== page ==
Eyes were turned his way, some round with surprise, others narrowed in what looked like suspicion. A man edged out of the group to take hold of the zipper on the front of Ryan’s sweatshirt. He zipped it down, then up. His eyes grew even wider, and he retreated to the crowd. Someone else came out of the throng to touch his wristwatch with an inquisitive forefinger. The watch chose that moment to beep the hour, and with a tiny “Eeep!” the man scuttled away.

“What’s going on? Where am I?”

No one answered Ryan, and he started to look closely at the people for the first time. He saw no zippers, or even any buttons; just these wooden toggle-thingies. He looked around the town and noticed that there were no cars in sight. No street lights. Not even telephone poles.

“Where am I?” he shouted.

A woman ran through the crowd, dark hair flying from beneath a kerchief, shouting. “Ryan O’Meara, you come here!

Stunned at hearing his name from the lips of this stranger, Ryan opened his mouth to ask who she was, and if she could help him—then realized she wasn’t even looking his way. Darting around the last of the intervening people, the woman snatched up Ryan’s little guide and spirited him away, the boy throwing frightened glances back at Ryan over the woman’s shoulder . . . glances made with suddenly familiar bright blue eyes.

Ryan O’Meara?

“Great Grandpa?”

He looked about the village in confusion as an old woman touched his nylon knapsack, tugging roughly at the zipper and Velcro fasteners. She poked at his digital watch as well, and when the numbers lit up she too leaped back with a little scream. She scrambled backward, one finger thrust toward him in accusation.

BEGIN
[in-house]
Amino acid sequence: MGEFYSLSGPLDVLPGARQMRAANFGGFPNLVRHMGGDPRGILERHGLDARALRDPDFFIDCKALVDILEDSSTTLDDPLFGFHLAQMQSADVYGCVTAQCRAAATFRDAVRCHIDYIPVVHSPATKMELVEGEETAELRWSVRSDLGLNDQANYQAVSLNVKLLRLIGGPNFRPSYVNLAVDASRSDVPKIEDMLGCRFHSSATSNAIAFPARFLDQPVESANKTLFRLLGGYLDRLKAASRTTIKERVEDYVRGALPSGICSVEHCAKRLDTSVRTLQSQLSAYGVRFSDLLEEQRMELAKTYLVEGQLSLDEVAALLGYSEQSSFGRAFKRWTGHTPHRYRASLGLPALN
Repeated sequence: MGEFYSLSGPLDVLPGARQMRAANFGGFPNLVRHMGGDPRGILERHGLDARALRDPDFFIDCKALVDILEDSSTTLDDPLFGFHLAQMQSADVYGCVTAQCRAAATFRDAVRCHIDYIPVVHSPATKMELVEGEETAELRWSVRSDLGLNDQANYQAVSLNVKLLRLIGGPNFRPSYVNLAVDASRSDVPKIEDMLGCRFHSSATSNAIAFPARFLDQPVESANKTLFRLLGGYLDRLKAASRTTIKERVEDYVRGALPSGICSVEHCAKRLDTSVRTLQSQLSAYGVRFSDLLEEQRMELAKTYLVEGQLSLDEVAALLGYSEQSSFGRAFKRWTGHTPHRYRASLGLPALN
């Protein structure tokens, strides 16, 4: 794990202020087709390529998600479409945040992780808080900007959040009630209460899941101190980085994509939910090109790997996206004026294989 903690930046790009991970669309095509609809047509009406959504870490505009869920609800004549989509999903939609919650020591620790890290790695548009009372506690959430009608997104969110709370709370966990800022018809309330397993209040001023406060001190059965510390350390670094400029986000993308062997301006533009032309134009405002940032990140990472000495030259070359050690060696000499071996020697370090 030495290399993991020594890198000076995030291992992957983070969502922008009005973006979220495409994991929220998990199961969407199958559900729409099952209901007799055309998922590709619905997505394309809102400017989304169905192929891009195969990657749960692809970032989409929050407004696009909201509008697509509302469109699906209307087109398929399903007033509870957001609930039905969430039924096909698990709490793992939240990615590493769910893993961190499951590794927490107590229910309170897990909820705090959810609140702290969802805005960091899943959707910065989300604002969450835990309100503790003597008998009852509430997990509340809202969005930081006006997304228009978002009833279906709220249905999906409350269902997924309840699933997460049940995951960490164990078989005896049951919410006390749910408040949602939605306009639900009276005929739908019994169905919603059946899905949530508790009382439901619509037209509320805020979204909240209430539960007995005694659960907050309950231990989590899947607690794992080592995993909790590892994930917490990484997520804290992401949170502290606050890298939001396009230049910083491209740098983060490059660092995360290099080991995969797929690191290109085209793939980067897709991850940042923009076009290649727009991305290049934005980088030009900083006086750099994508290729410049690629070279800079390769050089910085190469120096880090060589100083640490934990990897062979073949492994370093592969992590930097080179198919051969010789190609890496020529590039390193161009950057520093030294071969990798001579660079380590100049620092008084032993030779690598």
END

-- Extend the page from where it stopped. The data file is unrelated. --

“Tha Devil! He’s from Satan! From Satan hisself!”

A voice came to him, clear in his ear, though he couldn’t see the speaker. “You need to be more careful, lad.”

Ryan looked about and spotted a large black cat watching him from its perch on a fence. Its green eyes glittered at him in a familiar fashion, and he could swear it was smiling.

“You made me promise not to hurt you,” the voice continued. “And you made me promise to take you to my treasure and then to let you go.”

Ryan heard a brief, cold laugh that had nothing to do with humor.

“But, lad, you never specified when!

The first stone struck Ryan in the chest.


Rob Smales is the author of Echoes of Darkness, Carol of the Bells, and Dead of Winter, winner of the Superior Achievement in Dark Fiction Award from Firbolg Publishing’s Gothic Library in 2014. His short stories have been published in two dozen anthologies and magazines. Most recently, his story “A Night at the Show” received an honorable mention on Ellen Datlow’s list of the Best Horror of 2014, and was also nominated as best short story by the eLiterary Festival of Words.

For more about Rob, including links to his published works, upcoming events, and a series of very short—but free—stories, please visit him at

Please follow and like us!

Leave a Comment

Your email address will not be published. Required fields are marked *

Social media & sharing icons powered by UltimatelySocial